Applied behavior analysis (ABA) therapy can be truly transformative for children with autism spectrum disorder (ASD). “ABA” is becoming a buzzword, as there is empirical support for its effectiveness. In ABA therapy, children who experience developmental delays work on building critical skills, including communication, language, adaptive skills, play skills, social skills, and more. As children develop their expressive and receptive communication skills in ABA therapy, it is also important to consider handwriting. Throughout early childhood development, building writing skills is a crucial skill for all young students to acquire, but this might pose some difficulty for children on the autism spectrum. As a parent or ABA therapist, however, there are ways for you to make writing easier for children on the spectrum.
Scribbling and coloring
For children who have not developed any writing skills, it might be helpful to start with the basics: scribbling or coloring. The fine motor skills and muscles used in both of these exercises are also used in writing, so practicing these skills in ABA therapy can help children progress toward actual handwriting.
Tracing and copying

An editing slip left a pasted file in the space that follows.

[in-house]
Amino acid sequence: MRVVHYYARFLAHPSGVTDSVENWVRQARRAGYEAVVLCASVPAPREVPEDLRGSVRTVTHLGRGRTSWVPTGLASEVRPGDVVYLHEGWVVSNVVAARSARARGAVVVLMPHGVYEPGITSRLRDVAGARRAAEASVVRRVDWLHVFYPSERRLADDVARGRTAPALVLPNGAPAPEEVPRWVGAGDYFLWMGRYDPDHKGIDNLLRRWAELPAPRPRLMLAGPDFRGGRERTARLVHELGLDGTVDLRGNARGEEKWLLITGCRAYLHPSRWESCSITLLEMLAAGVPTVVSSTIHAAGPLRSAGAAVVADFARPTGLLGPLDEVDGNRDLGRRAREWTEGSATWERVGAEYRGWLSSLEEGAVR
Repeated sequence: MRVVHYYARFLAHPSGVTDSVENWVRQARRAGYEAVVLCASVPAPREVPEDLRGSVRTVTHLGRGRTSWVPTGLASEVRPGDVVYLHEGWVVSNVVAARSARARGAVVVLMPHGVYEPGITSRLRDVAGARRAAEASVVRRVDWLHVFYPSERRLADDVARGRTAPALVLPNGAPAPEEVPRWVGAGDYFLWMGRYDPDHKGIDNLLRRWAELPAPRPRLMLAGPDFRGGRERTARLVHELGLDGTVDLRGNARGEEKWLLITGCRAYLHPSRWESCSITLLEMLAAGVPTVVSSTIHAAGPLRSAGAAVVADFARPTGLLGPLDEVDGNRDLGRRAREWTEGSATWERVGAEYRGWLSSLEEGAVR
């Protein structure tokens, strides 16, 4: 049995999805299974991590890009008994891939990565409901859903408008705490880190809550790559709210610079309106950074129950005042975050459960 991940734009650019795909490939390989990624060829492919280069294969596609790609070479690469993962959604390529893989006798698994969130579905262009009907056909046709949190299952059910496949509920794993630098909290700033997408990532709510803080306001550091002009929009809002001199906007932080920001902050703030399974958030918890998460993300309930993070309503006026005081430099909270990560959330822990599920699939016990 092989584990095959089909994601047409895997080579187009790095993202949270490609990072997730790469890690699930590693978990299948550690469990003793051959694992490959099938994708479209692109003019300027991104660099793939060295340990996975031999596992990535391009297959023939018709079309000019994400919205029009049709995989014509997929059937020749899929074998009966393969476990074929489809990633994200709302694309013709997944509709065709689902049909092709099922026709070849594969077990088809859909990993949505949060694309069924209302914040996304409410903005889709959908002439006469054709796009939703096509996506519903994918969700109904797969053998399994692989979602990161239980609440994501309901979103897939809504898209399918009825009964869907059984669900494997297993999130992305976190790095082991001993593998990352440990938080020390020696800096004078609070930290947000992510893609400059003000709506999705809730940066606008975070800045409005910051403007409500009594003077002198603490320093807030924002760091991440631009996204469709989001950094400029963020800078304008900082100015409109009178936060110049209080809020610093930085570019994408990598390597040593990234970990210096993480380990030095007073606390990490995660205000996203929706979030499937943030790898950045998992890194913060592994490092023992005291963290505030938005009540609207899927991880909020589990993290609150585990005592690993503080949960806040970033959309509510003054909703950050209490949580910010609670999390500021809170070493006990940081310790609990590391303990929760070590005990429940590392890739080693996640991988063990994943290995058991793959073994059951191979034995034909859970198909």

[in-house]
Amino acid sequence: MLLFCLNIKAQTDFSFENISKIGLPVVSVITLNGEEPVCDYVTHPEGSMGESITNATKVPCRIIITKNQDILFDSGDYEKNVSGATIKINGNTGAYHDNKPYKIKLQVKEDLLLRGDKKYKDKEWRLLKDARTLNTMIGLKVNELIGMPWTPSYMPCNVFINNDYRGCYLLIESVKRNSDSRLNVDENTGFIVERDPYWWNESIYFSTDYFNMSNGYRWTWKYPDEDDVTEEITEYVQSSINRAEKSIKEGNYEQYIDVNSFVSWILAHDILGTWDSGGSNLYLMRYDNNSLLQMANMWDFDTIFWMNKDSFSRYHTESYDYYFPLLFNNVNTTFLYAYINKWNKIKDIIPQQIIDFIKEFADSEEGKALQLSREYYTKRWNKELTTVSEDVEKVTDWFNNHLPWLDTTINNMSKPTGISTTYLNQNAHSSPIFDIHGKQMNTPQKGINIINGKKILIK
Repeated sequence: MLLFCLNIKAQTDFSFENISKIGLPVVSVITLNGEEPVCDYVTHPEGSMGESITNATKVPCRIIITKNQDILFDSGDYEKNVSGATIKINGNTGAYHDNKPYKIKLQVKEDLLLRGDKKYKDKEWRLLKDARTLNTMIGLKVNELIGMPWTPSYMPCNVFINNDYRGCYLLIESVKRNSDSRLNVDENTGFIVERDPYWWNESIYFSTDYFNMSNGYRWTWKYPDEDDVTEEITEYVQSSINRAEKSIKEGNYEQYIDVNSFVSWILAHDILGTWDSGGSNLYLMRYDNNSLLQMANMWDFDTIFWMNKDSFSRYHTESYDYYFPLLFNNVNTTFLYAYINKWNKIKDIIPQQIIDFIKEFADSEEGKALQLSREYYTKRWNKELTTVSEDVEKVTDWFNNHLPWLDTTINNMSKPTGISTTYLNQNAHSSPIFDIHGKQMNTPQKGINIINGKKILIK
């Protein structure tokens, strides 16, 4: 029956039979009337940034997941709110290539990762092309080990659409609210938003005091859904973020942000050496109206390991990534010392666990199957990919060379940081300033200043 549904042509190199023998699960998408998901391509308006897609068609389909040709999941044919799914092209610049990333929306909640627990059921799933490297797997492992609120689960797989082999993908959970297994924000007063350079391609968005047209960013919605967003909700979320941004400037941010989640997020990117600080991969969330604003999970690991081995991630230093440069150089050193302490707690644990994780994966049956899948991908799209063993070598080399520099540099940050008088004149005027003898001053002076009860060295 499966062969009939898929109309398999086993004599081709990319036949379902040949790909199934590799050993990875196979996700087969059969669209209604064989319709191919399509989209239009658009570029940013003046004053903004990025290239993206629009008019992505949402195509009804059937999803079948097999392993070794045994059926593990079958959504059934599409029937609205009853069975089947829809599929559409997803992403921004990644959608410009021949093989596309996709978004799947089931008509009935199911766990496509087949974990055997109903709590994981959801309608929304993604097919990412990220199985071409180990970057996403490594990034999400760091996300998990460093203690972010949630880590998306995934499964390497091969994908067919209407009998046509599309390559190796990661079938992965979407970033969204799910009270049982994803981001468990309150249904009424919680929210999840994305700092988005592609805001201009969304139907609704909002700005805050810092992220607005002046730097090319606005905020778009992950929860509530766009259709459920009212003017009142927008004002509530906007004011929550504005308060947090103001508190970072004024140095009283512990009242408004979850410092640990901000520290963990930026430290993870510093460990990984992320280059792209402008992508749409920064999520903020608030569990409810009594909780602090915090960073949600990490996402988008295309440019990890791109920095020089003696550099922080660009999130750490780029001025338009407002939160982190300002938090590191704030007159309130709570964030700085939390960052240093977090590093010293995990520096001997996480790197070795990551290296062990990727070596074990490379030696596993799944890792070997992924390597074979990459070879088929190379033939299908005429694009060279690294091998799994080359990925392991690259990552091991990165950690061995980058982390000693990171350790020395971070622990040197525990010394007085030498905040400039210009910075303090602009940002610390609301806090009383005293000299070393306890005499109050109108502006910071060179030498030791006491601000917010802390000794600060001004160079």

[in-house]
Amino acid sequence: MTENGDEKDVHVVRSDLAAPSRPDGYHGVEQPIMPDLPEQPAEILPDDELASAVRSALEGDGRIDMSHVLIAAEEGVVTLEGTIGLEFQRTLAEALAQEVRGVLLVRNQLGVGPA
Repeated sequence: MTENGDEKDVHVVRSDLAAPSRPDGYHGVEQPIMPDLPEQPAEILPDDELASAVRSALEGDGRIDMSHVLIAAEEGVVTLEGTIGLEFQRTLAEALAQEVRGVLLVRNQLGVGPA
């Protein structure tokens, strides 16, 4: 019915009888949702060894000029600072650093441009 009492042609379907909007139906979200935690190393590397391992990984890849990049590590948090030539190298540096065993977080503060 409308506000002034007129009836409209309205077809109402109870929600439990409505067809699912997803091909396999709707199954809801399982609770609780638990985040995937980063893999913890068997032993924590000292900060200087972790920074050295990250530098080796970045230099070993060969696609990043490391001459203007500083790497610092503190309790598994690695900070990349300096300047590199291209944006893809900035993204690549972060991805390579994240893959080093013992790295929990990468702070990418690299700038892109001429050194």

Two ways that an ABA therapist can help children with writing are tracing and copying. While these strategies may seem very similar, tracing means that the child is writing over (on top of) a letter/number that is already provided, and copying means they are shown a letter/number and are asked to write that letter/number on their own.
Apps for writing skills
If your child on the spectrum excels when using technology, such as an iPad, during ABA therapy sessions, it might be helpful to try practicing writing with an app. There are many different apps for the iPad that allow children to practice tracing letters, numbers, etc. on the actual iPad screen. Once a child is comfortable with tracing on the screen, it may be easier for them to generalize this skill to writing with a pencil and paper.
Sensory issues and writing
Some children with autism spectrum disorder (ASD) may also experience sensory issues or sensory sensitivities. As a result, they may have issues using certain writing tools. In these cases, it may be helpful to switch up the writing tools that your child is using in ABA therapy. Instead of a pencil, try using a thicker crayon or a dry erase marker on a white board.
Remember, every child is unique! Writing strategies that work with one child with autism in ABA therapy might not be ideal for another child.
Do you think your child could benefit from working on writing in ABA therapy in Chicago?
Contact Chicago ABA Therapy to learn about the services we provide for children, including ABA therapy, occupational therapy, speech therapy, and a therapeutic preschool program.
Click the button below or call (773)630-4400.